installation-a installation-b


Video Version

Posted: September 1, 2016 at 5:22 pm

As previously discussed, I found there was too much variation in the process that is not manifest in the final still image. I’ve thus made a video loop that shows the gradual deconstruction of the photographic image.


More frames from entire film

Posted: August 23, 2016 at 10:27 am

Following is a selection of frames from the second third of the film. I’ve also finished rendering the final third, but I have not taken a close look at the results yet. Once I revisit the sound, I will have completed the “Watching” part of the project.

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First look at results of processing all frames from Blade Runner

Posted: August 16, 2016 at 8:26 am

I have been slowly making progress on the project, but had my attention split due to the public art commission for the City of Vancouver. I managed to run k-means on the 30million segments of the entire film and generated 200,000 percepts (which took 10 days due to the slow USB2 external HDD I’m working from). The following images show a selection of frames from the first third of the film. I’m currently working on the second third. They show a quite nice balance between stability and noise with my fixes for bugs in the code written at the Banff Centre (which contained inappropriate scaling factors size features).

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Title and Project Description

Posted: August 15, 2016 at 9:17 am

As our gaze peers off into the distance, imagination takes over reality

The relation between the world as we see it and the world as we understand it to be is all wrapped up in abstraction, the act of emphasizing some details in order to dispense with others. My artistic interest in abstraction and computation is an interest in the world as it is versus the world as we read into and conceptualize it. As our gaze peers off into the distance, imagination takes over reality… is site-specific public artwork that uses a photographic image of the surrounding site as raw material. The bottom of the image shows this imperfect photographic illusion, a proxy of objective reality, that becomes increasingly abstracted towards the top. The abstraction is a proxy for the constructive powers of imagination and is the result of a machine learning process that rearranges colour values according to their similarity. The imaginary structure presented in this image is both an emergent composition and an exposition of the implicit structure of reality. The image is a representation of place (as a physical location at the site of installation) and non-place (as an ambiguous and emerging structure under constant renewal). The viewer’s experience of the tension between ambiguity and reality mirrors the mind’s constant attempt to bridge experience and truth.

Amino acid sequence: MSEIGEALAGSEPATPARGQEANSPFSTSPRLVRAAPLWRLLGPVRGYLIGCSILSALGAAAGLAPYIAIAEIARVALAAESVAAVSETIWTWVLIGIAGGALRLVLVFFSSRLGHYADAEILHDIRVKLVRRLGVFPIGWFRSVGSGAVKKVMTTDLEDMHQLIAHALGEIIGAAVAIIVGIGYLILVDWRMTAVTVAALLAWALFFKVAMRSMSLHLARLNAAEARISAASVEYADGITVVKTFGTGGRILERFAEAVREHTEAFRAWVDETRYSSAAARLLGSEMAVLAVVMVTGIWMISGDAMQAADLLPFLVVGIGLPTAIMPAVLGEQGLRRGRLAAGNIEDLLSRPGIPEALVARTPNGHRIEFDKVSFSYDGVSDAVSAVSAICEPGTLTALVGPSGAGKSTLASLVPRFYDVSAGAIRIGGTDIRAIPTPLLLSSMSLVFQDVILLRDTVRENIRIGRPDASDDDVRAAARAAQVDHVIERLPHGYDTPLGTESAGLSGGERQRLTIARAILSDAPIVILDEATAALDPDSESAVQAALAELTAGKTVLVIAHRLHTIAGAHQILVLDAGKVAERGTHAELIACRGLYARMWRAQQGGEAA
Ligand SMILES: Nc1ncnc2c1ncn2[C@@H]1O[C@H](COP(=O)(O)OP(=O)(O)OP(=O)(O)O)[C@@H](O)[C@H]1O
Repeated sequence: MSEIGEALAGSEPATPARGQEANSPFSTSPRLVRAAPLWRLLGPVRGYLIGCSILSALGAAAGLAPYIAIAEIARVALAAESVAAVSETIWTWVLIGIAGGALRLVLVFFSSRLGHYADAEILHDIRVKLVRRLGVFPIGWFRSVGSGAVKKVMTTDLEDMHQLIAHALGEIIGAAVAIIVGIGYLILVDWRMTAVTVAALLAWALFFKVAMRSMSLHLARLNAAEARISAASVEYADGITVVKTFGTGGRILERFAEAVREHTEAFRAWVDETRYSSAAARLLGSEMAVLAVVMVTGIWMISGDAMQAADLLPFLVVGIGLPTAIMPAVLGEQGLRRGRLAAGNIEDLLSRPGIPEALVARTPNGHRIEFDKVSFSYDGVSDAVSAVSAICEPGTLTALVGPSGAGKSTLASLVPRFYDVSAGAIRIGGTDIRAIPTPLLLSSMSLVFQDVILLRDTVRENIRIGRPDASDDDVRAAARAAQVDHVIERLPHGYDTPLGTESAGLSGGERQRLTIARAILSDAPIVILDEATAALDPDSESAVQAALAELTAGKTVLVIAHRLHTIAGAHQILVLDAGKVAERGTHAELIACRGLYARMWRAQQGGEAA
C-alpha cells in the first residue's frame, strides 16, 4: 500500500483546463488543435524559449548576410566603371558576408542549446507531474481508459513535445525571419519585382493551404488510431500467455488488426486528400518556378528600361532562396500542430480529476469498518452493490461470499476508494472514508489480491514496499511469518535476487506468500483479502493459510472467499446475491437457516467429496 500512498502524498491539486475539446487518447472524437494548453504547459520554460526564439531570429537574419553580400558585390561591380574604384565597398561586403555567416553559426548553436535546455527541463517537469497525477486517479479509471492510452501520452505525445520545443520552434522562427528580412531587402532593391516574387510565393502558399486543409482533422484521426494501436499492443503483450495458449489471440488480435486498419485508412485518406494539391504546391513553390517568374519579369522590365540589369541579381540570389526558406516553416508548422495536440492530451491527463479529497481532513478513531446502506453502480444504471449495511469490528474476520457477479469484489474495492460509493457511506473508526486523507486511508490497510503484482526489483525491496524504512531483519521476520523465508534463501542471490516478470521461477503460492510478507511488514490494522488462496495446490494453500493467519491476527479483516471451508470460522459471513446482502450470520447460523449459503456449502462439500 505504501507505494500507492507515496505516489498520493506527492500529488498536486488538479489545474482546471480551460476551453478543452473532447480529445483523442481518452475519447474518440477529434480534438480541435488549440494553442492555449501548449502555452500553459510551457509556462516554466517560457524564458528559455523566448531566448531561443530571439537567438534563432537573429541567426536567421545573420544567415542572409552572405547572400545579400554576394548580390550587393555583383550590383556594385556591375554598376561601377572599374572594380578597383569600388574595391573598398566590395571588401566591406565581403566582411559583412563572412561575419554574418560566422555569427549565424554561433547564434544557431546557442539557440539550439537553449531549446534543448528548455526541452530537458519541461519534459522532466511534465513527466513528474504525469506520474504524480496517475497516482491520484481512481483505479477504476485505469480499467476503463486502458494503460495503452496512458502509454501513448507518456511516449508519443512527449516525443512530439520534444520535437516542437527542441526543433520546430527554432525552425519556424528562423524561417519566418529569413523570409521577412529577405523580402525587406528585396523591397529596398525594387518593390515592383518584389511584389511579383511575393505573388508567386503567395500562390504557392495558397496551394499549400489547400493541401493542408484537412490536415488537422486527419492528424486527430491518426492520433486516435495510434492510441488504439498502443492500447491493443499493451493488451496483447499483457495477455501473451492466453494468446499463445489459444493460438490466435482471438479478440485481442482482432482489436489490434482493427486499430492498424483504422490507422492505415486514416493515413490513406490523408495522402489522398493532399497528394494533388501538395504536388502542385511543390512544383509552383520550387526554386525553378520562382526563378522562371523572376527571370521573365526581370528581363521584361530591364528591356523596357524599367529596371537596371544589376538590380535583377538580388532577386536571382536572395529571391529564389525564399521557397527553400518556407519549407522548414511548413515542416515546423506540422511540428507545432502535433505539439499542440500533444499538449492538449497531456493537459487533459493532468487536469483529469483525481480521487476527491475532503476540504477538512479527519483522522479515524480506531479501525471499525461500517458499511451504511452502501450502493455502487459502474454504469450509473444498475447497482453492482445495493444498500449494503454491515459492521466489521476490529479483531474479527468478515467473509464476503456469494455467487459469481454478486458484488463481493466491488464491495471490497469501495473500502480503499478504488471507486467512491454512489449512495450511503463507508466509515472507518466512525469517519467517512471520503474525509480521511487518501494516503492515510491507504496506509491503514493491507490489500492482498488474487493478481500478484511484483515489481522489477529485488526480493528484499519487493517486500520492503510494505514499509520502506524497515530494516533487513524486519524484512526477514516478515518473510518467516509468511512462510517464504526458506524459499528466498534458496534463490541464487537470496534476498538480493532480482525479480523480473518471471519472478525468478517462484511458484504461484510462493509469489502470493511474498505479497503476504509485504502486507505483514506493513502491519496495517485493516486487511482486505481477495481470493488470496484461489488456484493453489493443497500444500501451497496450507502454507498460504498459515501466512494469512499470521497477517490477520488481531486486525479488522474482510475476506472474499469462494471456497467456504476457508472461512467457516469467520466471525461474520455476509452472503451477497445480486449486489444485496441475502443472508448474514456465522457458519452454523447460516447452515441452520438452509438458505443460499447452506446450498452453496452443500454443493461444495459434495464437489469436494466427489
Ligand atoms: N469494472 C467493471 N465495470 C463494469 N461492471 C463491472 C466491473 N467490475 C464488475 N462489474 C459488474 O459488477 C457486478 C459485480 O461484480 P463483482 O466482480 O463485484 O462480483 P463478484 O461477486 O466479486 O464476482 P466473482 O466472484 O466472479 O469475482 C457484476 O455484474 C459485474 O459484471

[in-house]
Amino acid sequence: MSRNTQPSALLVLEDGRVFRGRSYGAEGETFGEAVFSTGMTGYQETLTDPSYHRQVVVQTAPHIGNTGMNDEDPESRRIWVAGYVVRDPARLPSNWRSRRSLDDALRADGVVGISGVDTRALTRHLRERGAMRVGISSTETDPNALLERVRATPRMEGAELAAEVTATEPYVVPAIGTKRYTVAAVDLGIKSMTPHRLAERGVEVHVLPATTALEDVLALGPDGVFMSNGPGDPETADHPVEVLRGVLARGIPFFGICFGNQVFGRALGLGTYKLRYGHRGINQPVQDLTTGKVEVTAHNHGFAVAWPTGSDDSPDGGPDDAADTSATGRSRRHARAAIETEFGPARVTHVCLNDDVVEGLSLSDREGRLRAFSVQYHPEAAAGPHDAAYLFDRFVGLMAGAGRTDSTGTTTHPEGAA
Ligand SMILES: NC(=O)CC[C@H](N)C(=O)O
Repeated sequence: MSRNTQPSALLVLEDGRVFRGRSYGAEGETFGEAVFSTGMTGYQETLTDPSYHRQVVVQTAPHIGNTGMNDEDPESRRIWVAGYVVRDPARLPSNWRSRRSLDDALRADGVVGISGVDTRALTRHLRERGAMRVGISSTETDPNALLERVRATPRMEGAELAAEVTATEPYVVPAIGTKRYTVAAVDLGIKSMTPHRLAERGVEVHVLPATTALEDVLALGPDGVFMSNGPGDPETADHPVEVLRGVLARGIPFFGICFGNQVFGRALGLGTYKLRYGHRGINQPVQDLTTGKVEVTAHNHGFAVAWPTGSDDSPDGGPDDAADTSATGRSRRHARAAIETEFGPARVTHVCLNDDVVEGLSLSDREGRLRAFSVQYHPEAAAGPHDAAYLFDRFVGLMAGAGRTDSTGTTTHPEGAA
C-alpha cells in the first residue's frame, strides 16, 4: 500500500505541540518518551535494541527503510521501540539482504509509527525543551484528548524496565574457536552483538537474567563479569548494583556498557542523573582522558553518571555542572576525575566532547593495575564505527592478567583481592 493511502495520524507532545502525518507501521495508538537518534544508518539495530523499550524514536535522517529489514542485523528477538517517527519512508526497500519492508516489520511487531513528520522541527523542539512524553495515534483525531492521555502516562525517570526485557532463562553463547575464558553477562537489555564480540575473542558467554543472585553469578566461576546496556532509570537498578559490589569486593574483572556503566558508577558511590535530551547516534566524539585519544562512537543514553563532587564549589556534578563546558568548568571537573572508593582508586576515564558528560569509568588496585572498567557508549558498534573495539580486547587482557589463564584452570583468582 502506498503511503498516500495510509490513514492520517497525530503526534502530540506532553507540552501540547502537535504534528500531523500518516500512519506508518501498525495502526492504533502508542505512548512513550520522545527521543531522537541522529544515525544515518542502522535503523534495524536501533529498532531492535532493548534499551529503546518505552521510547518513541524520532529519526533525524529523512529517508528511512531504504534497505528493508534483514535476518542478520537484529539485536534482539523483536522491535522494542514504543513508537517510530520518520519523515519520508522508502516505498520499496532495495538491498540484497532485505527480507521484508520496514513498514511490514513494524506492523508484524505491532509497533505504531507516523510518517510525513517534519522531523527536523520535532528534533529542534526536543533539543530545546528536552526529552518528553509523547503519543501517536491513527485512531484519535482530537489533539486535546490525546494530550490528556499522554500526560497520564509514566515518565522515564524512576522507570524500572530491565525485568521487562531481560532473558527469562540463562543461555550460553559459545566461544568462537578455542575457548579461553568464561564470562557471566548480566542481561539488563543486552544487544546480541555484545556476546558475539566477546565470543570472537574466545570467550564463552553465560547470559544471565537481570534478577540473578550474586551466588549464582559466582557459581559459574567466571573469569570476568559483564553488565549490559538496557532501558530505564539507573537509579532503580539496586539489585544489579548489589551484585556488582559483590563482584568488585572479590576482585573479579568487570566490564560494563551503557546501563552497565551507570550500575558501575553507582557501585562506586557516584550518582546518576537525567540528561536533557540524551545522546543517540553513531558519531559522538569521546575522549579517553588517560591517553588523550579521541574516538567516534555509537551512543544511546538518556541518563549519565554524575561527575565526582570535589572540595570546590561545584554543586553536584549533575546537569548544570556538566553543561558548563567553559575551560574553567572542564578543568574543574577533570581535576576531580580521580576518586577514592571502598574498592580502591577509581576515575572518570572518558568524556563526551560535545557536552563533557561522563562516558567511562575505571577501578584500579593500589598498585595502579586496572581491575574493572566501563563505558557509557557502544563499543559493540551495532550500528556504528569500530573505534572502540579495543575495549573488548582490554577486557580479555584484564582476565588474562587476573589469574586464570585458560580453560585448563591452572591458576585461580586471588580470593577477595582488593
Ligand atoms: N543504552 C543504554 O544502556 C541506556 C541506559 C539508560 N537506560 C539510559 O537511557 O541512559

Final Design

Posted: July 22, 2016 at 3:26 pm

good_result_24mm-final-small

Above is the final design for the QE Plaza. I’ve removed most of the white padding to preserve the aspect ratio of the image to match that required by the installation location. I’ve included details of the full resolution version below. I’m quite happy with artifacts due to sub-sampling used to progressively smooth the transition between the full resolution pano and the 20px per cell SOM. This leads to a quite nice tilt-shift effect that contributes to the tension between reality and imagination.

good_result_24mm-final-detail-1 (more…)


Going with the 20px cell size.

Posted: July 21, 2016 at 11:02 am

The 10px cell test with a small number of iterations (1,000,000) is shown below. While the spires are reduced they are still present, especially at full resolution. In the scaled image below, the most noticeable one is to the left of the leftmost set of red benches.

good_result_24mm-SOMScale10_h3775_n30e_i1000000

I also tired using the 7px cell test (below) with very few iterations (top: 500,000 and bottom: 250,000) and larger max neighbourhood (30²) to reduce spires; unfortunately, the lack of training shows a lack of organization compared to the results documented in this post. So I’m going to stick with the previous 20px 5,000,000 training iteration version and spend some additional time working on the transition.

good_result_24mm-SOMScale7_h3775_n30e_i500000 good_result_24mm-SOMScale7_h3775_n30e_i250000


Spires have returned…

Posted: July 20, 2016 at 2:34 pm

good_result_24mm-SOMScale7_h3775_n34e_i4000000

Clearly, the spires stick around despite the large neighbourhood size. I’m now trying a 10px cell size with only 1,000,000 iterations.